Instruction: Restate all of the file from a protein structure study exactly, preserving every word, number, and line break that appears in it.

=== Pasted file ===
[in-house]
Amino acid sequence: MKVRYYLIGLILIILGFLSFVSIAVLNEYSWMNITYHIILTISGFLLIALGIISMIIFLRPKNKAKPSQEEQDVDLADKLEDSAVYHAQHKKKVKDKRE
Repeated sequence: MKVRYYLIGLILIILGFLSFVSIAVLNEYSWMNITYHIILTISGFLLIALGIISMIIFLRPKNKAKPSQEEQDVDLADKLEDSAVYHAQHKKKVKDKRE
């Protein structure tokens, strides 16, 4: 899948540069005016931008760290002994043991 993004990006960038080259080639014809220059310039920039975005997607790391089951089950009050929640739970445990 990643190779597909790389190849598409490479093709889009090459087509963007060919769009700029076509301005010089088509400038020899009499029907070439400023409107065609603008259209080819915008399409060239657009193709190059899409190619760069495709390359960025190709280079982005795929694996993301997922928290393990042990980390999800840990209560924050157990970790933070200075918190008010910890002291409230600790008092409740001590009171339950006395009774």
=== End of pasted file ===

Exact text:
[in-house]
Amino acid sequence: MKVRYYLIGLILIILGFLSFVSIAVLNEYSWMNITYHIILTISGFLLIALGIISMIIFLRPKNKAKPSQEEQDVDLADKLEDSAVYHAQHKKKVKDKRE
Repeated sequence: MKVRYYLIGLILIILGFLSFVSIAVLNEYSWMNITYHIILTISGFLLIALGIISMIIFLRPKNKAKPSQEEQDVDLADKLEDSAVYHAQHKKKVKDKRE
């Protein structure tokens, strides 16, 4: 899948540069005016931008760290002994043991 993004990006960038080259080639014809220059310039920039975005997607790391089951089950009050929640739970445990 990643190779597909790389190849598409490479093709889009090459087509963007060919769009700029076509301005010089088509400038020899009499029907070439400023409107065609603008259209080819915008399409060239657009193709190059899409190619760069495709390359960025190709280079982005795929694996993301997922928290393990042990980390999800840990209560924050157990970790933070200075918190008010910890002291409230600790008092409740001590009171339950006395009774």